As we come to the end of the week and go forth with boldness into that annual test of one’s fortitude – daylight savings time – it felt fitting to share Mary Oliver’s “Tides” from the A Thousand Mornings (2012) section of her collection of poems, Devotions. When I read it the other night, I immediately had flashbacks to Gerard Manley Hopkins’ “Pied Beauty.” In each poem, there’s the meditation on the nearly unspeakable beauty of creation and its overlooked constancy: days, seasons, and tides.
Here, Oliver focuses our attention on the “blue gray green lavender” of the waves. It inspires awe, like watching the film Hidden Figures with my family tonight. In the presence of something so majestic, something so much bigger than we are, our actions can seem so insignificant, so small. Yet, I do not believe Oliver seeks to glorify nature and demean humanity. Once again, it’s an invitation to see more clearly, to join her “on almost any morning / walking along the shore.” Come! Let me show you what I’ve found! No wonder we sing “How Great Thou Art!”
So, as this week comes to an end, as we draw closer to the vernal equinox, as we lose that precious hour of sleep, let us remember the often ignored testimony we can find in creation’s constancy, and remember the One who called it all forth – every natural law, every mathematical equation, every sub-atomic particle – with the power of His word and the life of His breath.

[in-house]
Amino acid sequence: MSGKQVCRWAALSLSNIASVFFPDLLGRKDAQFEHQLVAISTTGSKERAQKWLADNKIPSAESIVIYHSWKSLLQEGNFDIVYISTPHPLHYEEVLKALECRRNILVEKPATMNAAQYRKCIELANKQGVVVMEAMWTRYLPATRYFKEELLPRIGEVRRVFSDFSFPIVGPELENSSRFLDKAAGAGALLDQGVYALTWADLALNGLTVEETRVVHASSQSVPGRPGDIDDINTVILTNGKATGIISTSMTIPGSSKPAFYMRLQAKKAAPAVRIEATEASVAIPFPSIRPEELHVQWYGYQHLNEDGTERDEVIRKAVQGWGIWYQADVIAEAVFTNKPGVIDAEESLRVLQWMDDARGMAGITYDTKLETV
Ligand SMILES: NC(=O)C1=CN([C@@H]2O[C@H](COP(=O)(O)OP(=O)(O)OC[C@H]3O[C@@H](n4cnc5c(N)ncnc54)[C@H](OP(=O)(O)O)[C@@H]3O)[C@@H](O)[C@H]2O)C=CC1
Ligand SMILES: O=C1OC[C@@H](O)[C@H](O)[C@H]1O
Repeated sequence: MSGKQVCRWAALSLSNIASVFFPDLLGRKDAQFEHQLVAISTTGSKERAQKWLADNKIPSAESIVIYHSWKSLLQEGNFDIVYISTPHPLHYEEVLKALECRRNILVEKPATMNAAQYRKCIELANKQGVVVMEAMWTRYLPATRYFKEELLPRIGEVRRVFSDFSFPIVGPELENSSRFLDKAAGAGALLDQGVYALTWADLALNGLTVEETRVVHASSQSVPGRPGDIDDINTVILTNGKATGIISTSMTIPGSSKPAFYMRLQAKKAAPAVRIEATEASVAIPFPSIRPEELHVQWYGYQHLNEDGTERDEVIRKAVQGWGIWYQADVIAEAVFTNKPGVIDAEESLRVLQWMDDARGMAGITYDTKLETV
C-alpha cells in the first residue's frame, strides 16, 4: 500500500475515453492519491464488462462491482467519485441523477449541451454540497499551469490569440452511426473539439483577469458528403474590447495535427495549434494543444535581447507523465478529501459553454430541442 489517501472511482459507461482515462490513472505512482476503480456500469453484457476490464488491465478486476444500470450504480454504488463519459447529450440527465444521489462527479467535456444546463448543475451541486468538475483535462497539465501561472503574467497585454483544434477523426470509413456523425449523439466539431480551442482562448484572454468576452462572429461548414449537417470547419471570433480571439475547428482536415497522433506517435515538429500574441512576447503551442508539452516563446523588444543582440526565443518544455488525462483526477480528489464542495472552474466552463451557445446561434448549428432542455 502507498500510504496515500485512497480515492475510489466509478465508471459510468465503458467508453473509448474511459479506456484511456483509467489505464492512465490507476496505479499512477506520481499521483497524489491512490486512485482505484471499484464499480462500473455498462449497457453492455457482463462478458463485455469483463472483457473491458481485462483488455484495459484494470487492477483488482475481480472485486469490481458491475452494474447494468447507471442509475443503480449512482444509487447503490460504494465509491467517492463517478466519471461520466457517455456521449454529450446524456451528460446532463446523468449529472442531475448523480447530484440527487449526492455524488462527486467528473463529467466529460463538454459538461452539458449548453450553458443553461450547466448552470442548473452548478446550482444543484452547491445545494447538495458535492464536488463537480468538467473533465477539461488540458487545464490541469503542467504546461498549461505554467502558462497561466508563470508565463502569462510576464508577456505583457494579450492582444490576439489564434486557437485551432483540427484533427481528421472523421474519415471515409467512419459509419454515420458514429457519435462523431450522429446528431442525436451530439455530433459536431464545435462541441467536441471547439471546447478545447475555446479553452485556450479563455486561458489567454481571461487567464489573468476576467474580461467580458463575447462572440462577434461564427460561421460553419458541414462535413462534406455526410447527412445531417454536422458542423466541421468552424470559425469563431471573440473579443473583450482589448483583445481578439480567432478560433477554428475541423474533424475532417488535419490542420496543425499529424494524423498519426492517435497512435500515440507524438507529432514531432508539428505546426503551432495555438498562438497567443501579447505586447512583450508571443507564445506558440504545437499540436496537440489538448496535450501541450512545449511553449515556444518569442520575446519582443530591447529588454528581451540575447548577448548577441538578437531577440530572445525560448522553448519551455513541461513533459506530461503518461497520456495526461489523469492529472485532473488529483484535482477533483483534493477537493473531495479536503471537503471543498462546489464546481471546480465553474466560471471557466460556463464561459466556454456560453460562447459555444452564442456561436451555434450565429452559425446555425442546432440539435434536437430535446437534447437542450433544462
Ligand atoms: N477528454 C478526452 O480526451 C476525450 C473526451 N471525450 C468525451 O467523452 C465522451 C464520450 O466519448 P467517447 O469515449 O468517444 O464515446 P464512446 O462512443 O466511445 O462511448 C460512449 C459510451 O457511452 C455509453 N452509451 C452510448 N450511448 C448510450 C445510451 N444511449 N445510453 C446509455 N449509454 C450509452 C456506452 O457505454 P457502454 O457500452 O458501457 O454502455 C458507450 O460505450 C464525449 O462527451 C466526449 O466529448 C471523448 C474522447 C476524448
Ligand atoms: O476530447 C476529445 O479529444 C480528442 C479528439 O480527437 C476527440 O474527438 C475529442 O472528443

Tides – Mary Oliver
Every day the sea blue gray green lavender pulls away leaving the harbor's dark-cobbled undercoat slick and rutted and worm-riddled, the gulls walk there among old whalebones, the white spines of fish blink from the strandy stew as the hours tick over; and then far out the faint, sheer line turns, rustling over the slack, the outer bars, over the green-furled flats, over the clam beds, slippery logs, barnacle-studded stones, dragging the shining sheets forward, deepening, pushing, wreathing together wave and seaweed, their piled curvatures spilling over themselves, lapping blue gray green lavender, never resting, not ever but fashioning shore, continent, everything. And here you may find me on almost any morning walking along the shore so light-footed so casual.
Oliver, Mary. Devotions. Penguin Press, NY: 2017. (pg. 52)